Size: To 20 inches tall
Where It Grows: Sunny or shady landscape, lawn, or garden areas
Type: Broadleaf perennial
Where It Grows: Lawns and gardens in sun or shade
Appearance: This garden weed has light green leaves that look like clover and cup-shape yellow flowers in summer and fall.
Appearance: This common lawn weed has a strong taproot; leaves are deeply notched. Yellow flowers mature to puffballs. Dandelion seeds are like parachutes that fly away in the wind—they’re the plants that you would blow on and “make a wish” when you were younger.
Don’t let these pesky plants crash your garden party!
The following weeds—though not considered noxious—can still present a problem when they show up unwanted in gardens. However, weeds like lambsquarters or dandelions may actually be sought after for their nutritional content or benefit to pollinators, respectively.
Try to pull out this weed before it flowers!
5. Buckhorn Plantain (Plantago lanceolata)
If Canada thistle becomes rooted, the best control is to stress the plant and force it to use stored root nutrients. It’s at its weakest during the flowering stage in summertime; this is a good time to begin cultivation and destroy the roots and rootstock. One season of cultivation followed by a season of growing competitive crops such as winter rye, will go a long way toward eradication.
Bindweed can grow through many mulches so you need to use landscape fabrics such as polypropylene and polyester or mulches such as black plastic or cardboard but also ensure that the edges of the covering overlap so that the bindweed stems can’t find their way into the light. If holes are made in the fabric or plastic for plants, bindweed will grow through these holes. A landscape fabric placed over soil then covered with bark or other plant-derived product (e.g., organic matter) or rock will likely keep field bindweed from emerging. It might take more than 3 years of light exclusion before the bindweed dies. Once landscape fabric or other mulch is removed, new bindweed plants might germinate from seed in the soil; be sure to monitor the site for new seedlings.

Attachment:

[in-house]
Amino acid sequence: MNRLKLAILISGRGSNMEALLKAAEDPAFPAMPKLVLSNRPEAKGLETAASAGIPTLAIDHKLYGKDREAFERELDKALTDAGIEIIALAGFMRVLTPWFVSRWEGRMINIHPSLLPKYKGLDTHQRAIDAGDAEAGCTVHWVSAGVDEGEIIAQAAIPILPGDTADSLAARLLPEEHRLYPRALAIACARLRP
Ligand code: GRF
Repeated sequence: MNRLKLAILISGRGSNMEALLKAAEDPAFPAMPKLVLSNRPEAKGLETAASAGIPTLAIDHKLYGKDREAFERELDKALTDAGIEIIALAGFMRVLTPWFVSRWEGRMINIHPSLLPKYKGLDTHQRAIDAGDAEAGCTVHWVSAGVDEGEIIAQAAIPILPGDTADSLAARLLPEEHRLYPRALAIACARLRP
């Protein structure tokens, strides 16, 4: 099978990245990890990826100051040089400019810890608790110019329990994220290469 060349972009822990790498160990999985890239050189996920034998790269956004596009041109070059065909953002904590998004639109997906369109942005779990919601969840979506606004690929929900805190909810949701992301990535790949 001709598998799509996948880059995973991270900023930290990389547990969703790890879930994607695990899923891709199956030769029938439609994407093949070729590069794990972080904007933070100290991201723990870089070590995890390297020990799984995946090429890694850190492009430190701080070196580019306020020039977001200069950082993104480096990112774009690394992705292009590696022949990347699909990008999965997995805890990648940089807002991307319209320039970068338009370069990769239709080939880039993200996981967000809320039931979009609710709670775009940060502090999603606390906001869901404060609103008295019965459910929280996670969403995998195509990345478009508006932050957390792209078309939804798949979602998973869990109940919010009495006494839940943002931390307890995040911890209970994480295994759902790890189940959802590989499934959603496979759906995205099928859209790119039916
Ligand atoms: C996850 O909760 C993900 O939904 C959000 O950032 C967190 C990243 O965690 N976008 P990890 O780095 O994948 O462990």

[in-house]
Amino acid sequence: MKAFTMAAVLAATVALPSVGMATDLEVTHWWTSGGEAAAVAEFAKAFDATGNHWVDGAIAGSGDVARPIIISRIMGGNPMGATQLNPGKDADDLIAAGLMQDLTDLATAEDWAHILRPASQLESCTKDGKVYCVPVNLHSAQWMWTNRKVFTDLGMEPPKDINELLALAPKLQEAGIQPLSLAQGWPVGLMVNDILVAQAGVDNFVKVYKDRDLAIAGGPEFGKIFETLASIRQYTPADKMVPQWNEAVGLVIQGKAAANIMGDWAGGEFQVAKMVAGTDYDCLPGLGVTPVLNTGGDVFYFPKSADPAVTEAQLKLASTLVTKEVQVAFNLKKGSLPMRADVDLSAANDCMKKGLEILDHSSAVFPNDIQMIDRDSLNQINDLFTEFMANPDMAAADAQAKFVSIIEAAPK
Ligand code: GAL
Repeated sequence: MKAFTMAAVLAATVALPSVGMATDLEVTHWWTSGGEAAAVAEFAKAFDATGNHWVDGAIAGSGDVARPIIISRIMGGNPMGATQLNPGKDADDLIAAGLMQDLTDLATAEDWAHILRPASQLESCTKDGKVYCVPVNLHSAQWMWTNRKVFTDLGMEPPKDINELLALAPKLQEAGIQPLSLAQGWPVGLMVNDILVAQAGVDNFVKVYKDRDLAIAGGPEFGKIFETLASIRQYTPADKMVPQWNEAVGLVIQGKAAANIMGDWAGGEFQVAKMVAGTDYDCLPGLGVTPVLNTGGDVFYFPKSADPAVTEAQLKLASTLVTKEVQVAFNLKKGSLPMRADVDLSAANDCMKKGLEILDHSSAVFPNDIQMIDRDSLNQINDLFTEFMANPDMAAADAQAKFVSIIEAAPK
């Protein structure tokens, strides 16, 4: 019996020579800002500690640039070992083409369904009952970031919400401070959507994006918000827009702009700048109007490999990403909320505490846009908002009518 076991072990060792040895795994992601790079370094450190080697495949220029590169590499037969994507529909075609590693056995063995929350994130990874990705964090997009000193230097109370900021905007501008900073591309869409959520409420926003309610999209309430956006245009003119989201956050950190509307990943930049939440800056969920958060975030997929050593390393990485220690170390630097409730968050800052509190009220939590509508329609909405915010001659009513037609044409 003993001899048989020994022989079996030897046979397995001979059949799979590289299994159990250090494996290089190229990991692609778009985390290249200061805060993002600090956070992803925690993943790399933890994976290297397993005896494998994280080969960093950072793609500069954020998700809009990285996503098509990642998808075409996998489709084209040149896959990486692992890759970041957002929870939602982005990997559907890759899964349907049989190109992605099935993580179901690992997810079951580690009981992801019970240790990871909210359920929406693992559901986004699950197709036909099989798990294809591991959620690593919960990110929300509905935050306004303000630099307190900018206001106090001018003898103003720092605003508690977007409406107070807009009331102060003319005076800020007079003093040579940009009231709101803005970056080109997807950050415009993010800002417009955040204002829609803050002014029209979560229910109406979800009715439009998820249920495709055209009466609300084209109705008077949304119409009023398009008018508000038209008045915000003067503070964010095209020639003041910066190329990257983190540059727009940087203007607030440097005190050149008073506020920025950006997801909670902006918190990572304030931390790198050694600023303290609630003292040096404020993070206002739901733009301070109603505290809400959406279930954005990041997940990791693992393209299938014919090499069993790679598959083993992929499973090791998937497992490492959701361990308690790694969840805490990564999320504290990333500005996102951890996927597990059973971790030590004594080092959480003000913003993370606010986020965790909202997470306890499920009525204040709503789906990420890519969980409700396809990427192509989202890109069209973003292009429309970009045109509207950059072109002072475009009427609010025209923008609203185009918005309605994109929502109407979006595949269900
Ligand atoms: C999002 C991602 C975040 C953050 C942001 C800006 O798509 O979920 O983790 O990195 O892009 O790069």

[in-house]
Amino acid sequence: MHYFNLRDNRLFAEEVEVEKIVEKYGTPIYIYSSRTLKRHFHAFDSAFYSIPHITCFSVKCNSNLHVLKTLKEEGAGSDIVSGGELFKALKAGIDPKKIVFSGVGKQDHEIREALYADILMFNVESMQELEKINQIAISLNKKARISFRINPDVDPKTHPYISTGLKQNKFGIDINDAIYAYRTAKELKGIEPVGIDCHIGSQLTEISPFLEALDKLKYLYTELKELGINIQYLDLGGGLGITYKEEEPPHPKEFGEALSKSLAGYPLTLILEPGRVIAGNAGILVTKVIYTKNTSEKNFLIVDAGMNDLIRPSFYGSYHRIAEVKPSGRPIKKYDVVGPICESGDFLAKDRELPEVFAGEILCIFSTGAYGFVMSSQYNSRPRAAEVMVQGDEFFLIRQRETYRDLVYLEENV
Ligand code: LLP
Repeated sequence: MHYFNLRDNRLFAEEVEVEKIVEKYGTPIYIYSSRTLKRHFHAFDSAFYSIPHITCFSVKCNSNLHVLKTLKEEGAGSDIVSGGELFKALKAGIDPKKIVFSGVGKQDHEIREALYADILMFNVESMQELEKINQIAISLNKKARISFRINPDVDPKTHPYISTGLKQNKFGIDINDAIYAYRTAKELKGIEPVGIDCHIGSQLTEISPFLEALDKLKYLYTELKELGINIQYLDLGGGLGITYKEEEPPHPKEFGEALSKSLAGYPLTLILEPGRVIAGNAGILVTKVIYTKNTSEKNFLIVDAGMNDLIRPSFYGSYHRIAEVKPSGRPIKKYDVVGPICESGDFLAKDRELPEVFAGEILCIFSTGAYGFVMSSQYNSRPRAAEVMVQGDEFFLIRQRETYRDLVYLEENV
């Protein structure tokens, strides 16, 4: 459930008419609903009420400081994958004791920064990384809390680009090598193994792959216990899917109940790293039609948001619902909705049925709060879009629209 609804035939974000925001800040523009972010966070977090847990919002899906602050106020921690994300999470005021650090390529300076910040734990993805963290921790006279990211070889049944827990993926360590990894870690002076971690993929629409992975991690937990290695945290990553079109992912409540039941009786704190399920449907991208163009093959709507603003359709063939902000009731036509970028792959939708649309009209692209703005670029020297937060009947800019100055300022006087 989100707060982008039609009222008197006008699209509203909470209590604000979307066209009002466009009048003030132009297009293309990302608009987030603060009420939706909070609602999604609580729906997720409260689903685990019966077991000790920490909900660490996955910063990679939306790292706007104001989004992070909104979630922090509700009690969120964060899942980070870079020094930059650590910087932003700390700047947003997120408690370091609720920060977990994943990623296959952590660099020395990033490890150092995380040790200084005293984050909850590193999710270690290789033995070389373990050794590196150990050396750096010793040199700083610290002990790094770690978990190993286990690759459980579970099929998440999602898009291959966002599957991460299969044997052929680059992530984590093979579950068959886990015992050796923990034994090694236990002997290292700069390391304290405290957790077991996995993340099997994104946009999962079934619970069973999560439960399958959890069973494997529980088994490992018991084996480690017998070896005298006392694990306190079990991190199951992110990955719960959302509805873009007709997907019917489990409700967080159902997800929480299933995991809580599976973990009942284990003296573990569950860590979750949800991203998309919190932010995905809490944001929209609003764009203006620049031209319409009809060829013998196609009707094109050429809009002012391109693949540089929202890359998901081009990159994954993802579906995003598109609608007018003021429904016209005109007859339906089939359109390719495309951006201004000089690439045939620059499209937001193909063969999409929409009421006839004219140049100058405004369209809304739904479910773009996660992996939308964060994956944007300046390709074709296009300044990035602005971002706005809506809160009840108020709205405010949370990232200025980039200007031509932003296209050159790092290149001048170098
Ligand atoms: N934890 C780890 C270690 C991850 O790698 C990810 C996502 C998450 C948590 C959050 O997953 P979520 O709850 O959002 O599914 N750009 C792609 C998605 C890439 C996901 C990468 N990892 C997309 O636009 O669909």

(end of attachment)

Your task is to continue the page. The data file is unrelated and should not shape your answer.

No one likes to talk about weeds, but some plants compete with your garden for nutrients, water, and light, as well as harbor diseases and pests. Here are 13 of the most common weeds found in gardens and lawns—with weed identification pictures and tips on how to manage their growth.